Welcome to BlackPast
BlackPast is dedicated to providing reliable information on the history of Black people across the globe, and especially in North America. Our goal is to promote greater understanding of our common human experience through knowledge of the diversity of the Black experience and the ubiquity of the global Black presence.
Father of Black History
Our motto is “Every day is Black History Month!” This week we honor the man whose vision to bring Black history out of the shadows feeds our mission to make that information accessible to people everywhere at all times.
Carter G. Woodson (December 19, 1875 – April 3, 1950)
If the Negro … must eternally be fed by the hand that pushes him into the ghetto, he will never be strong enough to get out of the ghetto. (Carter G. Woodson Learn more about him by reading our entry.)
Woodson began publishing The Journal of Negro History (now the Journal of African American History) in 1916. It is now the oldest Black-owned journal in the USA dedicated to the Pan-Africanist ideals of reconciling Black histories. Find out more about the Journal here.
CARTER G. WOODSON - AFRICAN AMERICAN TRAILBLAZER
Perspectives: Essays on African American and Global Black History
- Tulsa and Black Wall Street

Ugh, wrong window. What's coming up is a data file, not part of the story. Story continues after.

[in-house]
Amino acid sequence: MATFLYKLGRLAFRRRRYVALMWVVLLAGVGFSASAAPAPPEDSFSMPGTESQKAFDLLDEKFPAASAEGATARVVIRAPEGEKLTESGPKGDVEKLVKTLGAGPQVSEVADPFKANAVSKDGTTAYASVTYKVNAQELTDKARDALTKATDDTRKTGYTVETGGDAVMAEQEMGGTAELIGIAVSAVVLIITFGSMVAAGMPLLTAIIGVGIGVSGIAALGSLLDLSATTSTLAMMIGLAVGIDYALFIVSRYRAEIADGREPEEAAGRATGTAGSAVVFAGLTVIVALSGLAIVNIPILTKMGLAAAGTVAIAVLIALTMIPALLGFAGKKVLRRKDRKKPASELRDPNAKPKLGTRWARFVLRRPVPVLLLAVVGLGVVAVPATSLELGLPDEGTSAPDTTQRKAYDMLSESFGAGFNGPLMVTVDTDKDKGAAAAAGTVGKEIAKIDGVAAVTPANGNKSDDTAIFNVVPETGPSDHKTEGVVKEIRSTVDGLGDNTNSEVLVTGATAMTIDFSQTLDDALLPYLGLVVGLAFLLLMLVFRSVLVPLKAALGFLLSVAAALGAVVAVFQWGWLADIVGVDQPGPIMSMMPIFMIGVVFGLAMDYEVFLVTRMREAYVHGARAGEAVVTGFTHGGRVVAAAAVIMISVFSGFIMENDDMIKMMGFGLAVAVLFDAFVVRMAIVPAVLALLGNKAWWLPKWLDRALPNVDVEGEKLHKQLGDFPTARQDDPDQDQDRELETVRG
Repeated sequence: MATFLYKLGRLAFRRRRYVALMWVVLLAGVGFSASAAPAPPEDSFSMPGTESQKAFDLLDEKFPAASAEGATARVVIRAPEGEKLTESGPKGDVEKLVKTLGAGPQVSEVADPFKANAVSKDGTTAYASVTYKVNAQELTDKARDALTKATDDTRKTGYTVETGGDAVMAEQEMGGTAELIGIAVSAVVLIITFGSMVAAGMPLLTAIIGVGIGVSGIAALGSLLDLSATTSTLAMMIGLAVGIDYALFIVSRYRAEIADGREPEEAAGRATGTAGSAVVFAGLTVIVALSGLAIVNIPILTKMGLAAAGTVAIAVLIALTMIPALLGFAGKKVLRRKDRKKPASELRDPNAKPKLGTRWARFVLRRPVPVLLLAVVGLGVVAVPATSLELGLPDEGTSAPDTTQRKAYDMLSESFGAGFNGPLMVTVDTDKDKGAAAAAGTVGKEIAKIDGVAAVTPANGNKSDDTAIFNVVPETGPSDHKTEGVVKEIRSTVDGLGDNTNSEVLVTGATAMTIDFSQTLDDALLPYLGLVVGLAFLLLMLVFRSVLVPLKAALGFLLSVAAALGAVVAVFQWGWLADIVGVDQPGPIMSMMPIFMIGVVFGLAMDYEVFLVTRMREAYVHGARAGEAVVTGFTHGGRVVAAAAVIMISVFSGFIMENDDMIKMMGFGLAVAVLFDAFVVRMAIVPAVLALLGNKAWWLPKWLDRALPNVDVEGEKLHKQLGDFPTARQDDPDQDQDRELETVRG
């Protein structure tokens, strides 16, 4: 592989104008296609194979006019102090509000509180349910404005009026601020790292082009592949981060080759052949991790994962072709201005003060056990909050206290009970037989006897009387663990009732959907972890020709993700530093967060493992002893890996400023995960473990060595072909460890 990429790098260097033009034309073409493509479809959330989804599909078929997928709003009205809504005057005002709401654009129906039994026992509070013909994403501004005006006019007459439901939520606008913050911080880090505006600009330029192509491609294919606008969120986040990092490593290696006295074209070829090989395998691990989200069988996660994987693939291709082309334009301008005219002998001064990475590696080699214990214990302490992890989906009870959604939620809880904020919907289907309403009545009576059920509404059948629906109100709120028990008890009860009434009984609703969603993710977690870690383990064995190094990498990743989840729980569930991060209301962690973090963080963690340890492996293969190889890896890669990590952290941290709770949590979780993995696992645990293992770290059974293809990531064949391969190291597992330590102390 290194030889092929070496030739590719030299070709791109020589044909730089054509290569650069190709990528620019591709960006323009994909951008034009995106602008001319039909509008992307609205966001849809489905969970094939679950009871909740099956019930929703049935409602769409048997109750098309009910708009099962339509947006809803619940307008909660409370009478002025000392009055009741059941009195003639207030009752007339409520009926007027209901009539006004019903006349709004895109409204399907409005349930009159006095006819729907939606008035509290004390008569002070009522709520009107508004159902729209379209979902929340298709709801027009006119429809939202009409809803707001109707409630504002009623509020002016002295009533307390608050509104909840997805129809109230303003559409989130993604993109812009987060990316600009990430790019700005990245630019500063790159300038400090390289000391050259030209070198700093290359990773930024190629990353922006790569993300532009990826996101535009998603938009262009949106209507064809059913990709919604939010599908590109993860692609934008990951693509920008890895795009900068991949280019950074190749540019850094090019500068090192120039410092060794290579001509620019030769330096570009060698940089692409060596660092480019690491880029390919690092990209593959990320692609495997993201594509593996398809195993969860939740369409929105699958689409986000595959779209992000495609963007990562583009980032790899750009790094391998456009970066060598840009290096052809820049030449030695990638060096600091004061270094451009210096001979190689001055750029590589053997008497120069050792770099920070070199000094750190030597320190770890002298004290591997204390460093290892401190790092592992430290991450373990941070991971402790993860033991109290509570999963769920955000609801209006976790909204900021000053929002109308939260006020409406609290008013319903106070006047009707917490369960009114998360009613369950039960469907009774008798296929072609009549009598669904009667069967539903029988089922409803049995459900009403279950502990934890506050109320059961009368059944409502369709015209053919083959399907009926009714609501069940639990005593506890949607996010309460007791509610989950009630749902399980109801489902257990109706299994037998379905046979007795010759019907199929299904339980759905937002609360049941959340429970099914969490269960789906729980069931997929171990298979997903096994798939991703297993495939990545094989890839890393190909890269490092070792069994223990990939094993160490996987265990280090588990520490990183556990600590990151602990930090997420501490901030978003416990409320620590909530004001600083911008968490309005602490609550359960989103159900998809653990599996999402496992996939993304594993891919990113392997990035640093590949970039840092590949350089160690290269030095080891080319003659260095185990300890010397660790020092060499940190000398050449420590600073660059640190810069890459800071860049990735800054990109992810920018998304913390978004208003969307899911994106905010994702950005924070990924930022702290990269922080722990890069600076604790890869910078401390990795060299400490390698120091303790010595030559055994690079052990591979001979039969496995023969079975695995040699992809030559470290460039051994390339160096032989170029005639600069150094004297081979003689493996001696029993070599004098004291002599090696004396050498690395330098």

- Nine Minutes in May: How Ge...
- Juneteenth: The Growth of a...
- Ruby Bridges (1954 – )
BLACKPAST SOCIAL MEDIA #BlackPastClassroom
HEY TEACHERS! We’re growing our resources for educators and would like to hear from you about your experiences teaching Black history either in the compulsory or post-secondary sector. What are some best practices you can share? What online and/or physical resources do you find useful. What have been/are the challenges of teaching Black history? Did the pandemic change the environment for content diversity for better or worse? Tag your posts with #BlackPastClassroom and let’s share resources with everyone!
JOIN OUR ONLINE BOOK CLUB
Our first book is about the 19th century Bambara polity, Segu, written by the Guadeloupe-born French writer, Maryse Condé.
The year is 1797. A White man is spotted approaching the gates to the kingdom of Segu and Dousika Traore, the king’s most trusted court advisor, is summoned to the palace. His concubine Sira goes into labor while the entire household is away trying to catch a glimpse of the foreigner. Meanwhile, Samake, a fellow council member and Dousika’s arch-enemy, devises a plot to destroy him. Over the coming years, Tiekoro, Dousika’s first-born son covertly embraces Islam and travels to Timbuktu accompanied by Siga, Dousika’s son by an enslaved woman. His third son, Naba is kidnapped by slavers and sold, while youngest son Malobali, who’s birth is over-shadowed by the arrival of the white man, becomes a mercenary, raping and pillaging his way through the Ashanti kingdom.
“Condé’s Segu is a real place and her novel is based on historical events. What makes the book “classic” is her seamless blend of hard fact and mesmerising fiction.” Malcolm Forbes (the nationalnews.com)